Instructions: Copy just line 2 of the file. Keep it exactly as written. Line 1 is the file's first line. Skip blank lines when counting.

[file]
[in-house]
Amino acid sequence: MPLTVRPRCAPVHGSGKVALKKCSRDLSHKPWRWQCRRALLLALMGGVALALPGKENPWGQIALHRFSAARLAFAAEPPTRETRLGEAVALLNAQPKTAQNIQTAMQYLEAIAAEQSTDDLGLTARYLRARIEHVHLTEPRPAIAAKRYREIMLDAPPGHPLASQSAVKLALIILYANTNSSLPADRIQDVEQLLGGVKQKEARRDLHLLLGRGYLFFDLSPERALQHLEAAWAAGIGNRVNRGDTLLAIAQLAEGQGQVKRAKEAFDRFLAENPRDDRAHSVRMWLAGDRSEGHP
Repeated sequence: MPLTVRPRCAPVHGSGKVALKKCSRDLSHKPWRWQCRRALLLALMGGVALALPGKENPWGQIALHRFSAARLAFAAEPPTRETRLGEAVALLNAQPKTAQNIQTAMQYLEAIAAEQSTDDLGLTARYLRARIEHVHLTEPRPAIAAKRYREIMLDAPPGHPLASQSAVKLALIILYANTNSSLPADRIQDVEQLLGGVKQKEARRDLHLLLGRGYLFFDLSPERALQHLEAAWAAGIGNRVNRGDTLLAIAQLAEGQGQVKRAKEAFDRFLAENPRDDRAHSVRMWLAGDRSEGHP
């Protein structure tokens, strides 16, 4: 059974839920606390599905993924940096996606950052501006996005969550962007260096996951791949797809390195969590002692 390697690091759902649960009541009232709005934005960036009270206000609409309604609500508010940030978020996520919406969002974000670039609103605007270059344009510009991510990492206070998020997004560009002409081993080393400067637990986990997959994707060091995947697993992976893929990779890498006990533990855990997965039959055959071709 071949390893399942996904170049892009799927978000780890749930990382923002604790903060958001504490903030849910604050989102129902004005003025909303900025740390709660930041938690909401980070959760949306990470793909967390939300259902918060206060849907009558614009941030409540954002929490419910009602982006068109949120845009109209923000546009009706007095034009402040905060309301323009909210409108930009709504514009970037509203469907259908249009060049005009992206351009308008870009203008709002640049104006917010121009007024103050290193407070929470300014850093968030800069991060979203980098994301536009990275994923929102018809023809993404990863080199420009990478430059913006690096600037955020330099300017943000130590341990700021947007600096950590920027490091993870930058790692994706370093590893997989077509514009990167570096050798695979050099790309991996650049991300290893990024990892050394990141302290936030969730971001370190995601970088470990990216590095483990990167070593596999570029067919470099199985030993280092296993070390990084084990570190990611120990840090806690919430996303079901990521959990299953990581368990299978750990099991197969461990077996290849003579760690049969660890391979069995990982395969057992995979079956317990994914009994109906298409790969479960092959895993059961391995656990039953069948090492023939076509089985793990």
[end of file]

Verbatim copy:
Amino acid sequence: MPLTVRPRCAPVHGSGKVALKKCSRDLSHKPWRWQCRRALLLALMGGVALALPGKENPWGQIALHRFSAARLAFAAEPPTRETRLGEAVALLNAQPKTAQNIQTAMQYLEAIAAEQSTDDLGLTARYLRARIEHVHLTEPRPAIAAKRYREIMLDAPPGHPLASQSAVKLALIILYANTNSSLPADRIQDVEQLLGGVKQKEARRDLHLLLGRGYLFFDLSPERALQHLEAAWAAGIGNRVNRGDTLLAIAQLAEGQGQVKRAKEAFDRFLAENPRDDRAHSVRMWLAGDRSEGHP